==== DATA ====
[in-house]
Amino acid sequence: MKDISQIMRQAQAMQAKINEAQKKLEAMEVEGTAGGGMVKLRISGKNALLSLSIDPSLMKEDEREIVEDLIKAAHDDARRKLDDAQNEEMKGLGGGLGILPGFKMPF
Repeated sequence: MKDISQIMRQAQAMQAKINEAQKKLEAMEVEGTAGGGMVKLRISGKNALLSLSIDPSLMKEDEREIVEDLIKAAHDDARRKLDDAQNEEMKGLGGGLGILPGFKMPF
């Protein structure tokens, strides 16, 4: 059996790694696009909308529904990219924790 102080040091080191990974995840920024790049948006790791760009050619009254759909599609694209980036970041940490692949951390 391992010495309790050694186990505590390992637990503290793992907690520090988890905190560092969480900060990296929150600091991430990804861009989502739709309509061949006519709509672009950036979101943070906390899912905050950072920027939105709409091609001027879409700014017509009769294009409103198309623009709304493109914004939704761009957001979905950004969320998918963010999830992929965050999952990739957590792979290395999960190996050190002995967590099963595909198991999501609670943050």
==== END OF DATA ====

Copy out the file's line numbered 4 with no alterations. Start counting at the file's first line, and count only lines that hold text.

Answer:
């Protein structure tokens, strides 16, 4: 059996790694696009909308529904990219924790 102080040091080191990974995840920024790049948006790791760009050619009254759909599609694209980036970041940490692949951390 391992010495309790050694186990505590390992637990503290793992907690520090988890905190560092969480900060990296929150600091991430990804861009989502739709309509061949006519709509672009950036979101943070906390899912905050950072920027939105709409091609001027879409700014017509009769294009409103198309623009709304493109914004939704761009957001979905950004969320998918963010999830992929965050999952990739957590792979290395999960190996050190002995967590099963595909198991999501609670943050």